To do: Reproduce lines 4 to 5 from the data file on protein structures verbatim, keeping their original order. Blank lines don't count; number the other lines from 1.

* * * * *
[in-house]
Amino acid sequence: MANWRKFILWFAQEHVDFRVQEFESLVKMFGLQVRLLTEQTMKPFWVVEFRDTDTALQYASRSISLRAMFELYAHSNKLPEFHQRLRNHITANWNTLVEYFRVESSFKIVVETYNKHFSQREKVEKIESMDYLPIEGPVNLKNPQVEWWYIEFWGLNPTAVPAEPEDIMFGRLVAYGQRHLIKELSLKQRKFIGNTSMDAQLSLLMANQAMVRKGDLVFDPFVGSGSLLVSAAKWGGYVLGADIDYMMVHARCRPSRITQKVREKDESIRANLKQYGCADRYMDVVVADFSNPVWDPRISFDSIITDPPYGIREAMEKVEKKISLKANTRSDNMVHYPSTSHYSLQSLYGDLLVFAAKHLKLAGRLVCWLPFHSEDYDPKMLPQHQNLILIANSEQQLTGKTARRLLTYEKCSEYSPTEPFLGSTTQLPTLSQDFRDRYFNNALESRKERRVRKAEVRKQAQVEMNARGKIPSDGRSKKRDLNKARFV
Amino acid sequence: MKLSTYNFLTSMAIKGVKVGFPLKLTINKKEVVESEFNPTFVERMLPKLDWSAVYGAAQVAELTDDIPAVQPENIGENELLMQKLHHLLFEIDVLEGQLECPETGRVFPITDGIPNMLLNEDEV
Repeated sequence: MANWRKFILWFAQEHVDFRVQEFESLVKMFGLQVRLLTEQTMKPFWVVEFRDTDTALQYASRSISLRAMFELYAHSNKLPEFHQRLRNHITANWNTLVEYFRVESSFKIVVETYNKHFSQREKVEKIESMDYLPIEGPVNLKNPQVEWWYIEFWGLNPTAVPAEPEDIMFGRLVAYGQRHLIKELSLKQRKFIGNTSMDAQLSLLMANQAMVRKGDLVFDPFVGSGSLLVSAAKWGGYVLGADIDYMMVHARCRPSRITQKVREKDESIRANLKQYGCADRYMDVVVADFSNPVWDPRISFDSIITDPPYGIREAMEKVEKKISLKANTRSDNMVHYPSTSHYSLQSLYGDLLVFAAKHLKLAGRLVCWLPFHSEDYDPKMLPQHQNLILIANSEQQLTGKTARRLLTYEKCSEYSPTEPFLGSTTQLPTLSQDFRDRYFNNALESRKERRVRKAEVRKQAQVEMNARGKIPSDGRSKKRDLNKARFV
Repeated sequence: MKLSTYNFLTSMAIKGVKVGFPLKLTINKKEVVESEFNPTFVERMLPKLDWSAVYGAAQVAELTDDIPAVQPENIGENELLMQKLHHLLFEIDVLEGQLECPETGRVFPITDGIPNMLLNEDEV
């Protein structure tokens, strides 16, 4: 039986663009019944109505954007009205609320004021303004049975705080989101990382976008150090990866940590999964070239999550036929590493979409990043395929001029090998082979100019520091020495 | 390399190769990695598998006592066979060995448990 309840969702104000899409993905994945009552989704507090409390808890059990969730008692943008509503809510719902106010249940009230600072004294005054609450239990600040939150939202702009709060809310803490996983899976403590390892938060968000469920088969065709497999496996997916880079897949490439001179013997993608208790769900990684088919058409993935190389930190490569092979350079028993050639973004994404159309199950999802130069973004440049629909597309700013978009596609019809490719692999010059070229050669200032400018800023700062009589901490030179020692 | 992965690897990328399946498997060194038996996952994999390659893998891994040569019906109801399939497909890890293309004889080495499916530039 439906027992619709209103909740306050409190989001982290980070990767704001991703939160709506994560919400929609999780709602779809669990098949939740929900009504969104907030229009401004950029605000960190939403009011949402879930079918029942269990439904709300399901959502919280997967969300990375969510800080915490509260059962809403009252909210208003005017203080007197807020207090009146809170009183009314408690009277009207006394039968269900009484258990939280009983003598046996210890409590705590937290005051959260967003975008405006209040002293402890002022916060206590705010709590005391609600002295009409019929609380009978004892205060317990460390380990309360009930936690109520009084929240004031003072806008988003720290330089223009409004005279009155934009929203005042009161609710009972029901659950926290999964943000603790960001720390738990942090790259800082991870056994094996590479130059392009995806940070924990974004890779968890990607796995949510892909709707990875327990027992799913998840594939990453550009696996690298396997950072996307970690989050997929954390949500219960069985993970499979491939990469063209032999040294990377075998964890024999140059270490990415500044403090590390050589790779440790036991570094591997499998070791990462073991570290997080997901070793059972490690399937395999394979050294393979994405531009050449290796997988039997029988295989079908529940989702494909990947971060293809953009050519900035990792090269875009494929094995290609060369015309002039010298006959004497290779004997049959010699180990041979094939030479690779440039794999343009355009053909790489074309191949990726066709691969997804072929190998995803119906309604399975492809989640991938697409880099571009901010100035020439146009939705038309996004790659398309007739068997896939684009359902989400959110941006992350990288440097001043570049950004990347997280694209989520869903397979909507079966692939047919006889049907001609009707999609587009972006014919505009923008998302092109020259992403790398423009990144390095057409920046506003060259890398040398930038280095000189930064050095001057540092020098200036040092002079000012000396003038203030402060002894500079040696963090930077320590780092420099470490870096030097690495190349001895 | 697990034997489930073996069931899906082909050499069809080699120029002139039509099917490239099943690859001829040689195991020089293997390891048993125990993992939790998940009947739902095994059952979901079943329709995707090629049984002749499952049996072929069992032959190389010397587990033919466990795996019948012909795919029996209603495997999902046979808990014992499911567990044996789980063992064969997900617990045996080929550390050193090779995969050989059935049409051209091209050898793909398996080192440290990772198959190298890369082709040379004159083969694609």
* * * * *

Repeated sequence: MANWRKFILWFAQEHVDFRVQEFESLVKMFGLQVRLLTEQTMKPFWVVEFRDTDTALQYASRSISLRAMFELYAHSNKLPEFHQRLRNHITANWNTLVEYFRVESSFKIVVETYNKHFSQREKVEKIESMDYLPIEGPVNLKNPQVEWWYIEFWGLNPTAVPAEPEDIMFGRLVAYGQRHLIKELSLKQRKFIGNTSMDAQLSLLMANQAMVRKGDLVFDPFVGSGSLLVSAAKWGGYVLGADIDYMMVHARCRPSRITQKVREKDESIRANLKQYGCADRYMDVVVADFSNPVWDPRISFDSIITDPPYGIREAMEKVEKKISLKANTRSDNMVHYPSTSHYSLQSLYGDLLVFAAKHLKLAGRLVCWLPFHSEDYDPKMLPQHQNLILIANSEQQLTGKTARRLLTYEKCSEYSPTEPFLGSTTQLPTLSQDFRDRYFNNALESRKERRVRKAEVRKQAQVEMNARGKIPSDGRSKKRDLNKARFV
Repeated sequence: MKLSTYNFLTSMAIKGVKVGFPLKLTINKKEVVESEFNPTFVERMLPKLDWSAVYGAAQVAELTDDIPAVQPENIGENELLMQKLHHLLFEIDVLEGQLECPETGRVFPITDGIPNMLLNEDEV